A Blue Eagle, Mar studied at the Ateneo from grade school to secondary, then went on in 1979 to earn a degree in Economics at the Wharton School of Economics at the University of Pennsylvania.
Champion of the Underdog
Mar’s expertise in the complex subject of economic theories and practices shined brightest, even more than his genetic heritage, during his career just after college. He made it big in New York: an investment banker who rose to become assistant vice president of the giant investment firm Allen & Company.
A champion of the underdog even then, he made sure that small and medium enterprises (SMEs) get a fair share by providing them venture capital to kickstart their start-ups. He was also responsible for helping finance a new cable company which we now famously watch as Discovery Channel; and an independent film outift called Tri-Star Pictures – the Oscar-winning producer of Glory with Matthew Broderick and As Good As It Gets with Jack Nicholson, as well as Jerry Maguire with Tom Cruise and Steven Spielberg’s Hook with Dustin Hoffman and Robin Williams.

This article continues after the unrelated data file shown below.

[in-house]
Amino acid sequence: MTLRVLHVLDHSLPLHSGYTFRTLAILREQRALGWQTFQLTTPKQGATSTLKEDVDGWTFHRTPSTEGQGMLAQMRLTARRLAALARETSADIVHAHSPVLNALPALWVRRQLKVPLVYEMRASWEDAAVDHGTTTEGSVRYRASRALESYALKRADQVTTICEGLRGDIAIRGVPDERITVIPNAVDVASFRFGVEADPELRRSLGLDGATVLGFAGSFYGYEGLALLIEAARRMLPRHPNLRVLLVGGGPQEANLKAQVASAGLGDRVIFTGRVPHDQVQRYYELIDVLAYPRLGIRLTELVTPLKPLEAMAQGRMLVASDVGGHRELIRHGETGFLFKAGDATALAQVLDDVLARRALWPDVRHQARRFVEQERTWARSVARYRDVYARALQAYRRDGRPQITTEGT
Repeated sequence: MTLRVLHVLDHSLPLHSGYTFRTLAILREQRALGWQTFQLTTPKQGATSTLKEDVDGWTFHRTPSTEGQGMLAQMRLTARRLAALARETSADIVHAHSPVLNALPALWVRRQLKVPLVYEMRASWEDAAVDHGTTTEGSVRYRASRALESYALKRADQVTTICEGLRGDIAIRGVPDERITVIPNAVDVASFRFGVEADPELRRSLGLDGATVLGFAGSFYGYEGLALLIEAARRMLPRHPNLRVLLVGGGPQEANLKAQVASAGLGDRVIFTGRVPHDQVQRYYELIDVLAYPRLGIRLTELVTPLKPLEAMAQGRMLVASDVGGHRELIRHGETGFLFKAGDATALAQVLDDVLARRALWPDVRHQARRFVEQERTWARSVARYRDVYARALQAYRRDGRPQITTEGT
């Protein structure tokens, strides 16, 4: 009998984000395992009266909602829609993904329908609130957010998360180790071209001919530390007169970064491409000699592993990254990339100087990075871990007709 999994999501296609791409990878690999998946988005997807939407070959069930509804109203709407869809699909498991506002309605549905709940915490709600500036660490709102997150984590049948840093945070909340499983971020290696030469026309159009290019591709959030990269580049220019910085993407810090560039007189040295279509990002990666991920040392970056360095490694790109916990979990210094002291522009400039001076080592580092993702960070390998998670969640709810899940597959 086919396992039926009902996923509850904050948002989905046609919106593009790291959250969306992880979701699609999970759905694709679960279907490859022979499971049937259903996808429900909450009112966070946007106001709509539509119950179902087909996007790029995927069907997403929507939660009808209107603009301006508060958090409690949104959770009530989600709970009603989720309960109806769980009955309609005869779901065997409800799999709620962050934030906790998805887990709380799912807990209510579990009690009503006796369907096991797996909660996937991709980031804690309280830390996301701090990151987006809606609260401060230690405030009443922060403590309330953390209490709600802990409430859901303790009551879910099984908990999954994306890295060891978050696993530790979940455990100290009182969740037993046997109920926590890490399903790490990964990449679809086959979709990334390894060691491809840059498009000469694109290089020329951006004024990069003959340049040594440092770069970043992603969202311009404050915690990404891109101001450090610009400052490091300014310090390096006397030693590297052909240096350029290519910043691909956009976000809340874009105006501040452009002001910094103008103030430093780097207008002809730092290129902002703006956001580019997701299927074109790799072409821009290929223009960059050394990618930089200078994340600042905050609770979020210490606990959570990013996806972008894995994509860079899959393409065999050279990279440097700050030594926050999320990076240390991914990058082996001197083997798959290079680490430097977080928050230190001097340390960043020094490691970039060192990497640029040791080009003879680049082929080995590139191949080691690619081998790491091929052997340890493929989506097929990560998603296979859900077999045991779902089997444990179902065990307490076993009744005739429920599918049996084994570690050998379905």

During the historic U.S. state visit of then President Corazon “Cory” Aquino on Sept. 1986, Roxas was behind the series of round-table meetings with representatives of the business community to channel investments to the Philippines. In a strategic and serendipitous development, Roxas was stationed in Manila under North Star Capitals Inc., and one such permanent achievement is taking Jollibee public which, to this day, proves to be one of the most consistently stable picks in the inherently volatile stock market.
The Biblical injuction of not hiding your light under a bushel teaches us that who we are determines our destiny. Politics runs in the family, after all, so it was only natural when he had taken a leave of absence from the corporate world to join Cory Aquino’s presidential campaign during the 1986 snap elections against Marcos, which culminated in the global phenomenon known as the Edsa People Power Revolution.
It was a family tragedy that would propel him to the political stage. Mar’s brother, Gerardo Jr., more popularly known as Dinggoy, was the first to enter, representing the First District of Capiz in Congress. But in 1993, Dinggoy died of cancer.